Any draft is a success when the Raiders come away with a DeMarcus instead of a JaMarcus.

Or when they add a second-generation Wisniewski to their inner circle.

Or when they don't have to gamble a high draft pick on a skill-position phenom, kickers included.

Idle for Thursday's first round, the Raiders rationally stocked up on offensive linemen and cornerbacks Friday before finishing Saturday's rounds with four consecutive offensive reinforcements.

Defensive depth is a concern, but if the Raiders were willing to largely ignore that the past few days, you can wait a few paragraphs before analyzing it.

Overall, it was an acceptable haul, and first-year coach Hue Jackson cooed once the Raiders filled out their eight-man draft class.

"This organization, this team is going to become something," Jackson said. "I can't tell you how fast it's going to happen. But I know that it's going to happen."

He can speak confidently because the Raiders entered this draft with their offensive playmakers already in place, led by running back Darren McFadden, their 2008 top draft pick.

New offensive tackle Joe Barksdale is familiar with McFadden. Barksdale, a third-round pick Friday, was a freshman at LSU in 2007 when McFadden led Arkansas to a triple-overtime win over the top-ranked Tigers.

"He played against us his senior year, and I remember him beating us single-handedly," Barksdale said Saturday. "It'll be exciting to block for running backs like Darren McFadden and put points on the board."

Adding live bodies to the offensive line was a must in this draft, and that started with the selection of center Stefen Wisniewski (nephew of former Raiders guard Steve Wisniewski) with their first pick, the 16th selection in Friday's second round.

Instantly, Wisniewski was pegged the starting center. It's a titanic task for any rookie. But he looks capable thanks to his Penn State experience and his uncle's mentoring.

Cornerback is the only defensive position the Raiders addressed, taking Miami's DeMarcus Van Dyke in the third round and Ohio State's Chimdi Chekwa in the fourth. Smart move adding that tandem to a cornerback corps that likely is subtracting Nnamdi Asomugha in free agency, whenever that begins and the labor lockout ends.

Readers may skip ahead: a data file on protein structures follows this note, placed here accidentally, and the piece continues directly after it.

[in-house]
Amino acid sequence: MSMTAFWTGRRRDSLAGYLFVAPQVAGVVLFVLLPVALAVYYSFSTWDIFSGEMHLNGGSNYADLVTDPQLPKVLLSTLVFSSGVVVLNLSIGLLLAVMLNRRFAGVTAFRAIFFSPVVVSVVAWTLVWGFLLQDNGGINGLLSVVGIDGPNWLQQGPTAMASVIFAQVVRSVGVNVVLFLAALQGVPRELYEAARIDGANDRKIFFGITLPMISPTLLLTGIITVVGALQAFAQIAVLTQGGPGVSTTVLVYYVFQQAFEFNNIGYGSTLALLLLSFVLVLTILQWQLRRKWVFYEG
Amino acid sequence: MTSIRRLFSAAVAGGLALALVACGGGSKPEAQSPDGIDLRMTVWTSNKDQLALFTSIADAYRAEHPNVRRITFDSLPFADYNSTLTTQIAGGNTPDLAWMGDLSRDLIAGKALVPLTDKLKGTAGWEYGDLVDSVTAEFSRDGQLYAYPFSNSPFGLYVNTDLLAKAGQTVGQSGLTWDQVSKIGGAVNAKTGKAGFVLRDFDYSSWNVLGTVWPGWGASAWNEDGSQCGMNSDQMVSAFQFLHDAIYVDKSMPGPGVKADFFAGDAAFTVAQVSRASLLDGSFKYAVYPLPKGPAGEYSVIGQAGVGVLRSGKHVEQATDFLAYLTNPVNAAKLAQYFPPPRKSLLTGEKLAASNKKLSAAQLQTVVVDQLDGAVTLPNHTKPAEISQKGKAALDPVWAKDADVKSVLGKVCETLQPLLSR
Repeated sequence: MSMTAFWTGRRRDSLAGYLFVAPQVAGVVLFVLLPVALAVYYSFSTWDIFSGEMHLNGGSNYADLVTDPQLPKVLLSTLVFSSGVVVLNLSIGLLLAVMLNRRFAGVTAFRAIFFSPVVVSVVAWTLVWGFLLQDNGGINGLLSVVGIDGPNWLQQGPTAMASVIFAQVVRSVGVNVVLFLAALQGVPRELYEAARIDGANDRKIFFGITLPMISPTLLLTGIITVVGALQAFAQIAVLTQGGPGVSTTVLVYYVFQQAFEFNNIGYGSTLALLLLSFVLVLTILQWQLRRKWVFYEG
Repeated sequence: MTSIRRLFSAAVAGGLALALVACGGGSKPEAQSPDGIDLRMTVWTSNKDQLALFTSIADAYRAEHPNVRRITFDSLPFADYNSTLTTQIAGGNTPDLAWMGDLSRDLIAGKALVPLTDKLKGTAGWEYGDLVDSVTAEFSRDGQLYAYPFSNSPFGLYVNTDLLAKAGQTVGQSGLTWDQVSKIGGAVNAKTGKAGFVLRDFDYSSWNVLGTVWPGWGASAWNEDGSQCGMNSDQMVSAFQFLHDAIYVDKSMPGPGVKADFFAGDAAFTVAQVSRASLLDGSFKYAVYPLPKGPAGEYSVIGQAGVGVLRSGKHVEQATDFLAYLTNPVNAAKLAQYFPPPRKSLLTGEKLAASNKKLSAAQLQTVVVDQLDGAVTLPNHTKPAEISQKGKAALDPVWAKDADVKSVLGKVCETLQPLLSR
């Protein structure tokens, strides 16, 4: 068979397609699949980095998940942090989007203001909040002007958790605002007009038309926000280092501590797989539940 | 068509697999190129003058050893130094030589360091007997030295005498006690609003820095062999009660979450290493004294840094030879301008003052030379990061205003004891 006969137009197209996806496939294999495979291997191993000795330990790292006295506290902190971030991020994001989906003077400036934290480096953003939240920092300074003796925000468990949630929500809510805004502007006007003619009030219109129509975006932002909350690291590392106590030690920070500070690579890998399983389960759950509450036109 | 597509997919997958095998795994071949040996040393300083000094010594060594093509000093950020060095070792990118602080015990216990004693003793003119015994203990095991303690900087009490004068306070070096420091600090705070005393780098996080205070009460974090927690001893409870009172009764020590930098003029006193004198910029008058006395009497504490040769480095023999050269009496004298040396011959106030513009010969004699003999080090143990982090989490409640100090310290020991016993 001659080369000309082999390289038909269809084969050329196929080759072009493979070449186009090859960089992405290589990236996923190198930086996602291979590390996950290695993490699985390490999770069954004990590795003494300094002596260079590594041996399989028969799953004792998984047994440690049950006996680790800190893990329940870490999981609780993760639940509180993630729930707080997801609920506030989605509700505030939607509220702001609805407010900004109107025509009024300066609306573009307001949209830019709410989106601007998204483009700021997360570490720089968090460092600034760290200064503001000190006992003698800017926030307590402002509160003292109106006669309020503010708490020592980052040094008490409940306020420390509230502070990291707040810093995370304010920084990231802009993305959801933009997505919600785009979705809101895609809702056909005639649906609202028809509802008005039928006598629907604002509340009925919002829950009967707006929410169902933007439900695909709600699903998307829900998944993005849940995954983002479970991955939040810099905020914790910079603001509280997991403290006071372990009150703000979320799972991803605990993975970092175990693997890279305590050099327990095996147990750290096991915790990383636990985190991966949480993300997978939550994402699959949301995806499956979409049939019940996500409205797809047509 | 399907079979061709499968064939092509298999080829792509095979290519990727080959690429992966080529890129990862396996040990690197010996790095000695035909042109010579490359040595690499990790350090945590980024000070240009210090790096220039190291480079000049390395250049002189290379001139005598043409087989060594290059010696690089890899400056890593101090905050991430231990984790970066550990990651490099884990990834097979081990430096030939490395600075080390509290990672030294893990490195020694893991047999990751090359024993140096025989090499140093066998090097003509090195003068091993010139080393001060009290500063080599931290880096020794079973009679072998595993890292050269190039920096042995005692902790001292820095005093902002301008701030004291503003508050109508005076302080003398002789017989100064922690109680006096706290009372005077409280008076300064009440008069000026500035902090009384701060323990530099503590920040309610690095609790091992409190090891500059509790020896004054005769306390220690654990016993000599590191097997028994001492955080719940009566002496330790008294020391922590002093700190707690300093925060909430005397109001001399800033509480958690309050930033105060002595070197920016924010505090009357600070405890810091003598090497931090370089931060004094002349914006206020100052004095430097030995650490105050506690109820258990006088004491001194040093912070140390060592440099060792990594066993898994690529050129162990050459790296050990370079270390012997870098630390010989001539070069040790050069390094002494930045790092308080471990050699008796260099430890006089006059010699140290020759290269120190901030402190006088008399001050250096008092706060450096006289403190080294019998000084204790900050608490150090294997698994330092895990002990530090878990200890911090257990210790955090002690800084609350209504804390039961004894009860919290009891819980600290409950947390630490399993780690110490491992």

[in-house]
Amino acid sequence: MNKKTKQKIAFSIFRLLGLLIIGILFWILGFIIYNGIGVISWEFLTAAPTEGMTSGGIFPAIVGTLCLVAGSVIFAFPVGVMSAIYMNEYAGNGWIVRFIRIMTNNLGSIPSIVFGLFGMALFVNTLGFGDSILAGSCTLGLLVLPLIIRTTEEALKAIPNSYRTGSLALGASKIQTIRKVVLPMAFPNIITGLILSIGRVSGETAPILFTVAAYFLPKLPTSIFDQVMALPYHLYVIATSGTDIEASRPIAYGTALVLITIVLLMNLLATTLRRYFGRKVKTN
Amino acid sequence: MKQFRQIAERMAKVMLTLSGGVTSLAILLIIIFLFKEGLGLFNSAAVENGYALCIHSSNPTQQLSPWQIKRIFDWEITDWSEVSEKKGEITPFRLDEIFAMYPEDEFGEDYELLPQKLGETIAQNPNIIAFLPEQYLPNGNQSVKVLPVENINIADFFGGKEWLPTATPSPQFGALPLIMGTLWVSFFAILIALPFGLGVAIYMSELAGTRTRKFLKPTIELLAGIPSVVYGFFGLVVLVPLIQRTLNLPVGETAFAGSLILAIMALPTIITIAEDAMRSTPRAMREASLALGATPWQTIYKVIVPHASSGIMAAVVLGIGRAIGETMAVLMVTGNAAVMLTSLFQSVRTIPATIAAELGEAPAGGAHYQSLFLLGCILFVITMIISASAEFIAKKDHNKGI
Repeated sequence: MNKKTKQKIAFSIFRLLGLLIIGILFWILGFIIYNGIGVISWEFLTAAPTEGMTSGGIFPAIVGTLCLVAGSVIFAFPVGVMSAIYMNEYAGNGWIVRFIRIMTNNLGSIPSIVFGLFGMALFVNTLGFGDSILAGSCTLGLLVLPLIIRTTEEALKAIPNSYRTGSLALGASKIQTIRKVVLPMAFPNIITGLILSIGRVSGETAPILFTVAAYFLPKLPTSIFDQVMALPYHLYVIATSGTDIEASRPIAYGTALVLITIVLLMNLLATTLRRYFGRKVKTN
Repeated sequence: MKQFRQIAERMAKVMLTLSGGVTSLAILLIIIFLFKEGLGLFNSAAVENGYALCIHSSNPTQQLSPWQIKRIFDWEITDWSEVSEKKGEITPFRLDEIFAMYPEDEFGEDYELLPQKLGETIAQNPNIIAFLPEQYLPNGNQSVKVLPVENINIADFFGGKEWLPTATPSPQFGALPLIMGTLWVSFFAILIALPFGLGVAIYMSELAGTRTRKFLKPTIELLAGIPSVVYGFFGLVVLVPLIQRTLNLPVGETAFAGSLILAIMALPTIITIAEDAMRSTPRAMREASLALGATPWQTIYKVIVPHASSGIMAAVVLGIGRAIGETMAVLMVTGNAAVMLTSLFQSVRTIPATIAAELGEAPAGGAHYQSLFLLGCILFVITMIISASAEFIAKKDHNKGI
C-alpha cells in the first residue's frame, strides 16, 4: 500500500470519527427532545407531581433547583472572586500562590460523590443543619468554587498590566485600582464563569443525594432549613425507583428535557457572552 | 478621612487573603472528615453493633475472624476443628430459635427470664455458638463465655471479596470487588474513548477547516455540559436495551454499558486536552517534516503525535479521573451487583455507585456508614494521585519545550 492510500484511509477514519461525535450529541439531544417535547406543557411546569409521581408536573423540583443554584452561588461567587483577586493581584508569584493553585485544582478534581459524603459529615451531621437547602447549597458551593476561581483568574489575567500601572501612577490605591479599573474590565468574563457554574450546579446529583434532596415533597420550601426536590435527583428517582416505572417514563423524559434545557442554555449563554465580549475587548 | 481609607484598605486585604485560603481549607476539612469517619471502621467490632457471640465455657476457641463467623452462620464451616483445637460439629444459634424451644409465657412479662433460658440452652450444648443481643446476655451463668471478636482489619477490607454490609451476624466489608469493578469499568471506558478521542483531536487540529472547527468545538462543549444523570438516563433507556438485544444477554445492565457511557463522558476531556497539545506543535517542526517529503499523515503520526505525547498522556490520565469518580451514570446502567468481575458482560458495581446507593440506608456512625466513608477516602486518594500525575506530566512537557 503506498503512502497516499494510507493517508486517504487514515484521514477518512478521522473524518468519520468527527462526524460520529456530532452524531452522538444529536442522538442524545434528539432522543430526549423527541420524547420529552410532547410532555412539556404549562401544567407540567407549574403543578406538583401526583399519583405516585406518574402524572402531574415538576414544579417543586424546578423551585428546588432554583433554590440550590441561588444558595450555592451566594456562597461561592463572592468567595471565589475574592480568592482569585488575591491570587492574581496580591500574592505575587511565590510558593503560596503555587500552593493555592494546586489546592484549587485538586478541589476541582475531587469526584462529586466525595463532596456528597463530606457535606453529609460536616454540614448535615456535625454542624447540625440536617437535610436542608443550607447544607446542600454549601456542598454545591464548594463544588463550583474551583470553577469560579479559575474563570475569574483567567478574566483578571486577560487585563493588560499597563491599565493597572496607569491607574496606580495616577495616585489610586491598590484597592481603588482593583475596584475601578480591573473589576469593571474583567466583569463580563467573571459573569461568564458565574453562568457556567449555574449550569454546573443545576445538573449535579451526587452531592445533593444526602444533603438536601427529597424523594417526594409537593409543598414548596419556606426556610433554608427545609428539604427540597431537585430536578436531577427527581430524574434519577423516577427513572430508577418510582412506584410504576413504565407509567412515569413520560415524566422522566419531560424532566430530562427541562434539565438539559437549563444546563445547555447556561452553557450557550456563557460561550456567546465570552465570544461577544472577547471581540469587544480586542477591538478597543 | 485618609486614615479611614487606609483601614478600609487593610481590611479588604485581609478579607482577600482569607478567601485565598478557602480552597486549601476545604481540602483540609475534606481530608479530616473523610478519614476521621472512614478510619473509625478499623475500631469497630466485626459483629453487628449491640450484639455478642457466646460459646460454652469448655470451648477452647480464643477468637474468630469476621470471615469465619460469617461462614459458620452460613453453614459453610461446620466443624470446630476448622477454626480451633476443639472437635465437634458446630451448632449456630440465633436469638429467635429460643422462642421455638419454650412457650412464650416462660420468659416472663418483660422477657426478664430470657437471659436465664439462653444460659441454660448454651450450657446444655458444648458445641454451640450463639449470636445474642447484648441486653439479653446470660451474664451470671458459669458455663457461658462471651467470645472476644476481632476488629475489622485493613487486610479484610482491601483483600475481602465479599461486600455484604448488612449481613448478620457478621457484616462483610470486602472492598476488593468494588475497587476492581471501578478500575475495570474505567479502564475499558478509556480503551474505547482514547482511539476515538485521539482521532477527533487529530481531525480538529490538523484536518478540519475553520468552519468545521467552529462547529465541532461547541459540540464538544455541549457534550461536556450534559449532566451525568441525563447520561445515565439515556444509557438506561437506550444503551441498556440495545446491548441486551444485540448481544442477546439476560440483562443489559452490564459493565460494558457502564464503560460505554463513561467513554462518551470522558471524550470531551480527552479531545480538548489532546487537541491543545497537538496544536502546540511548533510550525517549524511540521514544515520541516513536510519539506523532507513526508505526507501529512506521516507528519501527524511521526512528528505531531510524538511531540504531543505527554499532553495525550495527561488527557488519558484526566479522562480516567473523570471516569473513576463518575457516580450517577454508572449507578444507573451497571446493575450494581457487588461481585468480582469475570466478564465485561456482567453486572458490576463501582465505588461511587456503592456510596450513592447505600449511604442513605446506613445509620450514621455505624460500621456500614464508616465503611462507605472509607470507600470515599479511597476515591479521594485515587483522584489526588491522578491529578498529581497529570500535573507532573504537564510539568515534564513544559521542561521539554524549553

Wasn't it just last year that the Raiders drafted two cornerbacks? Yes: Walter McFadden (fifth round) and Jeremy Ware (seventh). The more the merrier to help veterans Stanford Routt and Chris Johnson.

Written on the back of Chekwa's draft card -- according to a photo on the Raiders' website -- was this message from a legendary Raiders cornerback: "Your work is cut out for you! Be the best. -- Willie Brown, HOF 84."

The Raiders had the second-best pass defense in terms of yards allowed last season. However, their run defense ranked 29th, and this draft did nothing to help that cause.

"On our defensive football team, I expect us to be one of the best defenses in football," Jackson said. "And I'm not just saying that. I believe that. We have some tremendous, tremendous players over there."

They've made tremendous financial investments over there, too, with Routt, middle linebacker Rolando McClain (last year's first-round draft pick) and defensive linemen Richard Seymour and Tommy Kelly, whom teammates voted as their 2010 defensive MVP.

It's not that the Raiders have holes in their starting defense -- safety Michael Huff might flee as a free agent -- but their depth should be a concern for new coordinator Chuck Bresnahan.

As for quarterback, the Raiders did not select one in this draft. Vince Young or another veteran castoff should be brought in to challenge incumbent starter Jason Campbell and lone backup Kyle Boller. That is a potential move on indefinite hold, courtesy of the lockout.

Asked if Campbell or any teammates has communicated with him yet, Wisniewski said: "I haven't talked to anybody yet. I'm sure it will happen."

It had better, if the Raiders want their newcomers to blend in quickly to a franchise that's opened a long-lost window to success. While those vets are at it, sneak all rookies a playbook.

As for the raw receiving corps, it needs a veteran, such as the Panthers' Steve Smith or Bengals' Chad Ochocinco and Terrell Owens. This draft brought two new targets: Tennessee's Denarius Moore (fifth round) and USC's David Ausberry (seventh round).

If Asomugha leaves, the Raiders locker room will need a new unofficial spokesman, in good times and bad. Seymour and Campbell spoke up enough last season for one to think they could do more of that, and their veteran presence will key the leadership drive.

This just in: They have a team worth leading, something rarely said after a Raiders draft this past decade.

Contact Cam Inman at cinman@bayareanewsgroup.com. Follow him at Twitter.com/CamInman.